But even a line of script is too much for those already in the Microsoft
Matrix. Imagine those six billion people in 2199 all waking up at once,
six billion people discovering they're smothered in pink syrup with steel
tubes sucking their lifeblood through a hundred spinal taps. Ask them -
at that moment -- if they want to go back. All but a masochistic few would
say yes, would beg for it.
Like Keanu Reeves, most people's eyes will hurt when they first look at
the real world, because they've never used those eyes before. But I've
chosen that real world, because while the Matrix of Linux has rules and
regs every bit as stern -- and often sterner -- as the Matrix of Windows,
that Big Difference pops up: unlike the Microsoft Matrix, you can hack
the Linux Matrix from the inside, change that reality if you don't like
it, and no-one will stop you -- they'll even applaud. You can unplug the
steel tubes, squelch out of the nutrient pod, and make your own way in
the world. And having that option -- even if you never use it -- makes a
It isn't easy. The first time with Red Hat 5.2 was tough. (Why don't the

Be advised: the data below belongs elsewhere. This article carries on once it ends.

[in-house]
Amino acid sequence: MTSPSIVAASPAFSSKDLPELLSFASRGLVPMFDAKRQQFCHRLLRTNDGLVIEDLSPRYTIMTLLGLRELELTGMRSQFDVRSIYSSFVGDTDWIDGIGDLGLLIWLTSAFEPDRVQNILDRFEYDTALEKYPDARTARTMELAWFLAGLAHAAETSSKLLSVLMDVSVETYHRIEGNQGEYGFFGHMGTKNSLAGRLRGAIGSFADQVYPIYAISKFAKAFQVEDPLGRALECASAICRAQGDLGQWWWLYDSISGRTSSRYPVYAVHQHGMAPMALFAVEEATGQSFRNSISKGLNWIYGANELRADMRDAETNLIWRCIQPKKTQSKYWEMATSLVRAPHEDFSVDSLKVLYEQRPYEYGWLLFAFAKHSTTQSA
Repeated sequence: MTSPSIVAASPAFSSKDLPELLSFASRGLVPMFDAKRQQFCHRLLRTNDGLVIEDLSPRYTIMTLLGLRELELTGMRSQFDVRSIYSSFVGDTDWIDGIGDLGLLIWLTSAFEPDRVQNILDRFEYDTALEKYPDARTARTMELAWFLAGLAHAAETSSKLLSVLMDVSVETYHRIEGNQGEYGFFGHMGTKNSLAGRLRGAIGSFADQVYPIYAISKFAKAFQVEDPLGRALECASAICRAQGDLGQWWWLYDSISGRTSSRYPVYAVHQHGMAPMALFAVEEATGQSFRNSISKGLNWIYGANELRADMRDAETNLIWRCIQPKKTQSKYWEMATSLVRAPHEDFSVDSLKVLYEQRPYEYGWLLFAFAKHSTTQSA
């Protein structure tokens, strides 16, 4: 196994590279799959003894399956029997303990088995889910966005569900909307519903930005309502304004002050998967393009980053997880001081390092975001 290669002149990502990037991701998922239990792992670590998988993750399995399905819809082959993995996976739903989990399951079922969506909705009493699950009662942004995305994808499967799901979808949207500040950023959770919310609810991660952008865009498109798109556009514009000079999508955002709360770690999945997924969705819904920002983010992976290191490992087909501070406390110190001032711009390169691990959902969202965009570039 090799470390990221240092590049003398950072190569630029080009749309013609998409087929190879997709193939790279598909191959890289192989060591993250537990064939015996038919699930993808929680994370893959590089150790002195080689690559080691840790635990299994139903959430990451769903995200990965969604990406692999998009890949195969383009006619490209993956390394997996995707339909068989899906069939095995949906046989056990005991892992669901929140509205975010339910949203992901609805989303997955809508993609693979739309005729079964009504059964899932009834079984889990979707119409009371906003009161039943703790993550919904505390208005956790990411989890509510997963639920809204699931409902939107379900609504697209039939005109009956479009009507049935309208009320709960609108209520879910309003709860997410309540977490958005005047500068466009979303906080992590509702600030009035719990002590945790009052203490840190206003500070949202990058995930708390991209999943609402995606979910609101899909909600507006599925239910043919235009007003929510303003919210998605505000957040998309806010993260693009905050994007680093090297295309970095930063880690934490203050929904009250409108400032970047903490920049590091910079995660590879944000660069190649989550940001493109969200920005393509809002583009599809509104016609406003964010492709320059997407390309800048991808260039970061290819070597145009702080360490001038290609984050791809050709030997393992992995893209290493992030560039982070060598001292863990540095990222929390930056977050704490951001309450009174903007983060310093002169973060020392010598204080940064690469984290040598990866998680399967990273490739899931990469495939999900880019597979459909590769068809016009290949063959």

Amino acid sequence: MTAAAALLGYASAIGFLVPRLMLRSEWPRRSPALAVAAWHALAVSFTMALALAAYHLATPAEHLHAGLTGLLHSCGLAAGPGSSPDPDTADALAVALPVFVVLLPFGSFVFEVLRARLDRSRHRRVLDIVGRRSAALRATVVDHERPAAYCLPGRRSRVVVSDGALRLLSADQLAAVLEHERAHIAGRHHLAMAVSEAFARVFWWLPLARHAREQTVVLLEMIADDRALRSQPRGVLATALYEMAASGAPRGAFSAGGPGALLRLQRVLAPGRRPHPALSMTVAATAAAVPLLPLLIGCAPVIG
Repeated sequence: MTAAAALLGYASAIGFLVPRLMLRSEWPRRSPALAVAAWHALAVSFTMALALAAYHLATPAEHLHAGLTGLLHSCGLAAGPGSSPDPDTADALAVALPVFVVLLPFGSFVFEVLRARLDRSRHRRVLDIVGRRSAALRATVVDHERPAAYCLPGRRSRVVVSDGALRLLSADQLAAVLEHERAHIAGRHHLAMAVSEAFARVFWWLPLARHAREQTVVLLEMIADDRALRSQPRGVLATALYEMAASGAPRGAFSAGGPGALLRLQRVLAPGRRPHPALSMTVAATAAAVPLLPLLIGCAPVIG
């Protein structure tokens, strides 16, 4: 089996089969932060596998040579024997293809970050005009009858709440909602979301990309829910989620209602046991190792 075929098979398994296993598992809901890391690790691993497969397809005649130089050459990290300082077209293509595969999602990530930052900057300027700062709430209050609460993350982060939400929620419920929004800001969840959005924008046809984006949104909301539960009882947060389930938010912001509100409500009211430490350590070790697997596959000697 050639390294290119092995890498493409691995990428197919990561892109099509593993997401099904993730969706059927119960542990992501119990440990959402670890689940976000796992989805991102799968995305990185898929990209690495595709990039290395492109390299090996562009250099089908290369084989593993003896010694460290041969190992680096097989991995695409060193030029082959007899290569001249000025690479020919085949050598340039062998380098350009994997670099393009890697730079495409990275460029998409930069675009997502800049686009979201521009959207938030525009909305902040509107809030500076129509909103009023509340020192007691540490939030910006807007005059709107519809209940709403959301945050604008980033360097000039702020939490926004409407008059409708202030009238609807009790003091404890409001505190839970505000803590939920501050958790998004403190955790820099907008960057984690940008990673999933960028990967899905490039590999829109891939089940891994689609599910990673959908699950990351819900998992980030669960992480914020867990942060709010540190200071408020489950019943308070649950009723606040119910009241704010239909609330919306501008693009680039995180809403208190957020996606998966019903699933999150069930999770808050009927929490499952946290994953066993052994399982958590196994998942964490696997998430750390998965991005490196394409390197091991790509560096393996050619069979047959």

windows remember how I shaped them? Where are the menus with stuff to do
on them? Why isn't emacs easier to use?) Linux has been on and off my
computers at least five times, weekends of scrabbling to unhook the cables
and tendrils sucking my blood, then frantically reattaching them when I
needed stuff I'd left behind in the Matrix. Several times I've given up
and flopped back into the wet pink shell, letting the tendrils wrap
themselves around me ever tighter. My mind screams: I had friends in the
Matrix! I had a girl and a warm home, a freezer of steak and a rack of
red wine! But the Matrix can't hold me any longer. I've seen outside and
I saw what a few renegades were doing there, out on the fringes thumbing
their noses at those who built this choking web of tubes and goo and
laughing like pirates.
It's that freedom that keeps me exploring outside the Microsoft Matrix,
and the urge to jack back in gets less every day. Because once you've
broken the shell of your egg and seen what the Matrix looks like from
outside, you feel like a superman when you step back in. It's instantly